I want to begin with my gratitude for the vital and hard work that you all have been doing to report on the coronavirus crisis. Personally, I check five or six news websites about every hour to see what has developed, what has changed. I know I am not alone. On behalf of all your readers and viewers, thank you!
It has become apparent that in the coming weeks and months, government operations are going to be disrupted beyond recognition, making your job harder at the very time that it is more important. You’ll find here a few reminders I hope will be useful, as well as links to some government resources that might be helpful.
First, UNC’s School of Government Professor Frayda Bluestein reminds, there is nothing about the Governor’s state of emergency declaration that relieves public officials and public agencies of their obligations under North Carolina open government laws. Neither the Governor nor local officials can wipe away those requirements.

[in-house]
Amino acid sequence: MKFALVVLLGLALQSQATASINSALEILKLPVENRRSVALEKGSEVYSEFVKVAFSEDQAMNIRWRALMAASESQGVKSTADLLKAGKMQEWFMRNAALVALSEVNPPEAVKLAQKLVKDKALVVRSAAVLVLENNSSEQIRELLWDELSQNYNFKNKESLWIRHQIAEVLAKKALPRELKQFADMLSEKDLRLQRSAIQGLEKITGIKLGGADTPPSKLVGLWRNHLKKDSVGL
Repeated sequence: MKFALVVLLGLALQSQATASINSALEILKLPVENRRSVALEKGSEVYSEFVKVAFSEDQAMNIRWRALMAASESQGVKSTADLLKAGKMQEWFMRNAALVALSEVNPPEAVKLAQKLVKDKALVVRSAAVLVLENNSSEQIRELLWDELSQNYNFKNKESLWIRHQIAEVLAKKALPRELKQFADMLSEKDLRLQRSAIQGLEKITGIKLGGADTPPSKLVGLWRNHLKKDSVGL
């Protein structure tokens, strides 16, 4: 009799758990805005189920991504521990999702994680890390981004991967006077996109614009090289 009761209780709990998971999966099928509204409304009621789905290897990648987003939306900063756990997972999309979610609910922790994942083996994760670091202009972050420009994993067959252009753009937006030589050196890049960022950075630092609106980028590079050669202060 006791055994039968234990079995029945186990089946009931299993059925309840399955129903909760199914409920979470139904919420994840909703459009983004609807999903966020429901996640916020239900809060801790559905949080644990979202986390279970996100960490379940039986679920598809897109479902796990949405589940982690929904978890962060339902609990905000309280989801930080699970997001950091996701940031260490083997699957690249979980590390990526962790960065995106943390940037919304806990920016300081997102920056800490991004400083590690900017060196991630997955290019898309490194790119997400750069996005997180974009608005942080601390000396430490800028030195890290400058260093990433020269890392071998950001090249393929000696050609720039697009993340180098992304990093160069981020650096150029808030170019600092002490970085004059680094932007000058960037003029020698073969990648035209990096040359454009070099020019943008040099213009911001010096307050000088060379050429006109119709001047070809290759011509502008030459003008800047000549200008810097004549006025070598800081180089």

Second, a quick refresher on the Open Meetings Law. Remember, the OML applies to quorums of public agencies. At its core, the OML requires three things: notice, access and minutes.
Remember to use the Open Meetings Law and Public Records Law in concert with one another. If you are not able to be present at a meeting – either because it was closed to the public or because you’re covering developing news over at the hospital – remember that likely there are associated public records that might be instructive. In addition to asking for agendas and meeting packets, ask for memos, emails or other documents exchanged in advance of (or after) the meeting. Ask for notes taken by public officials at the meeting, too.
UNC’s School of Government has several resources detailed analyses, including these:
Stay tuned for updates on the issue of court access in light of Chief Justice Beasley’s order closing most courts. To see Chief Justice Beasley’s COVIC press conference and for official updates on the courts, including memos and court orders, go to
Finally, as one reporter said just last week when we were discussing COVID-19, these laws set minimums for transparency. Our job always is to push for as much access and as much information as possible. That’s how we can best serve the public who are relying on us to collect, digest and report information in these incomprehensible times.